Last Updated on
Welcome to the sixth installment of the Hello World in Every Language series. Today, we’re going to implement Hello World in Ruby.
If you didn’t know, up to this point I’ve been more or less familiar with all the languages I’ve written about. Now, I’m trying my hand at a language I’ve never used, Ruby. Because of that, I hope you’ll reserve your harsh judgments as I trudge through this tutorial.
Table of Contents
As a Ruby novice, I had to consult Wikipedia like usual to learn more about the language.
According to Wikipedia, Ruby is a general-purpose language that first appeared back in 1995 in Japan. Apparently, Ruby is a truly object-oriented language in the sense that almost everything is an object. In fact, even numbers are objects in Ruby which means they can be subjected to the dot operator. How cool is that?
Today, the other major industry languages like Python and Java are more popular general-purpose languages, so Ruby often finds its place as a web development language. This is probably due to the Ruby on Rails framework which helps developers build web applications quickly and easily.
Hello World in Ruby
If we look back at our implementation of Hello World in Python, we’ll remember that the implementation only requires one line of code. Well, somehow Hello World in Ruby requires even less code:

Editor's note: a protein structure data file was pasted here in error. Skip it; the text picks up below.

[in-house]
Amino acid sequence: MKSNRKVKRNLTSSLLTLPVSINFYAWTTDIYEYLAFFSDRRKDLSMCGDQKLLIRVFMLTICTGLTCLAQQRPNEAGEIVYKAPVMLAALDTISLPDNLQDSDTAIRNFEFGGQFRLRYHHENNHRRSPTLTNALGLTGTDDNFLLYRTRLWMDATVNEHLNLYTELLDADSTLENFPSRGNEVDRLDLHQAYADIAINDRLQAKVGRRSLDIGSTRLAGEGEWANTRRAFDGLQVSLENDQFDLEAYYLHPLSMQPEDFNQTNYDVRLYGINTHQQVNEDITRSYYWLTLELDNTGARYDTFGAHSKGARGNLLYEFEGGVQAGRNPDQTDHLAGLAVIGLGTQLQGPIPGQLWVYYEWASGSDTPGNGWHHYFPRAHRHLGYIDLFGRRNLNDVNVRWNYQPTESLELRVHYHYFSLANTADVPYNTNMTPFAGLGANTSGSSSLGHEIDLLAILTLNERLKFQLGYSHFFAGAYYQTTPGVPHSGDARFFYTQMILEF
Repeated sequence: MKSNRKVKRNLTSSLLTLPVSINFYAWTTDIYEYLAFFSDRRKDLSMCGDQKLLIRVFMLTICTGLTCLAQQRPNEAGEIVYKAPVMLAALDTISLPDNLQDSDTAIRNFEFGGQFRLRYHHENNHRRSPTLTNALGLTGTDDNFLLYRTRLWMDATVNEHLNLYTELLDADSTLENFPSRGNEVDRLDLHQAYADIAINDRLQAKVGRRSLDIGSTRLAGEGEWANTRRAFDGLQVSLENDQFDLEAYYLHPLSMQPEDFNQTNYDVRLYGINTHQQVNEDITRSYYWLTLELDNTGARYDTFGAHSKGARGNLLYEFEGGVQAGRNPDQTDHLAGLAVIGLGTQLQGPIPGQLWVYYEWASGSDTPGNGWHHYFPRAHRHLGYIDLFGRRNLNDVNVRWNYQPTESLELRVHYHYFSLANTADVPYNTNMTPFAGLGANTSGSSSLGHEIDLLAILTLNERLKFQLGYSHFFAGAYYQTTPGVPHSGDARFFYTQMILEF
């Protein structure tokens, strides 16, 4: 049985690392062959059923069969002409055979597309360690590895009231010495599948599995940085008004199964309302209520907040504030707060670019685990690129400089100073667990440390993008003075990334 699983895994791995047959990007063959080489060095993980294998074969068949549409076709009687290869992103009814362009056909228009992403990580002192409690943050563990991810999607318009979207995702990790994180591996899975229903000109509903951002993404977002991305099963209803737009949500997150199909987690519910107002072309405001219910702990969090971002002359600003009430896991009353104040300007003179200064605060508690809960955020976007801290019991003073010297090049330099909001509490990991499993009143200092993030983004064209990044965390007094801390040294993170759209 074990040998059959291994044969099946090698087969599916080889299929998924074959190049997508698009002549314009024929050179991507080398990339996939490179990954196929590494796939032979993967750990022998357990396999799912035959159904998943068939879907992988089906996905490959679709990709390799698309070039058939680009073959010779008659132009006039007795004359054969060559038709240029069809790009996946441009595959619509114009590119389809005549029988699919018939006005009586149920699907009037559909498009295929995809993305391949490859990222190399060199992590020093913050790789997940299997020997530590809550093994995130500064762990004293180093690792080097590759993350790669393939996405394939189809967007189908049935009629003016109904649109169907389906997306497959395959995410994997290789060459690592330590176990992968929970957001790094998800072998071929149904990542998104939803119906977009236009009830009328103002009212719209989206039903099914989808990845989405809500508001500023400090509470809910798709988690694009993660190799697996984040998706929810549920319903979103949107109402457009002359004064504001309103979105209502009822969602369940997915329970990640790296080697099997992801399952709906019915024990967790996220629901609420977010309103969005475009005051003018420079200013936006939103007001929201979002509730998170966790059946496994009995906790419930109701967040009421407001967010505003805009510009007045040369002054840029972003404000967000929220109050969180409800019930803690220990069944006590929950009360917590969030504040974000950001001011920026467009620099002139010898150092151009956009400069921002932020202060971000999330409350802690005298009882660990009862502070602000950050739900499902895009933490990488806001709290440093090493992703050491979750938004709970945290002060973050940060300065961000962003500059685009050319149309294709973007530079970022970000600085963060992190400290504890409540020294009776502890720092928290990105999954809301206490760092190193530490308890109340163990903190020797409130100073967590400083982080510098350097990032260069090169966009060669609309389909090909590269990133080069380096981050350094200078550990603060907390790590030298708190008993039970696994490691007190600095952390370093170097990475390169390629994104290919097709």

puts "Hello, World!"
That’s it. The puts method is available out of the box. Since almost everything in Ruby is an object, we can probably assume that this method comes from the core Object. In fact, I dug a bit deeper to find that puts comes from Kernel which is a class baked into the Object class, the default superclass. We can actually prove this by calling the following:
This code snippet returns Kernel which is the class that puts comes from. And, that’s it! Hello World in Ruby in just a single line of code.
How to Run the Solution
If we want to run either of these snippets, here’s an online Ruby interpreter.
Alternatively, we can download and install the latest Ruby interpreter. After that, we’ll want to get a copy of the solution. Assuming Ruby is in our environment, all we have to do is run the following:
And, that should run the script!
Sample Programs in Every Language
With Ruby out of the way, I think I’ll jump back on the “proprietary” train and visit Objective-C and Swift in the next couple tutorials. I’m excited to learn about the inspiration for both of those languages.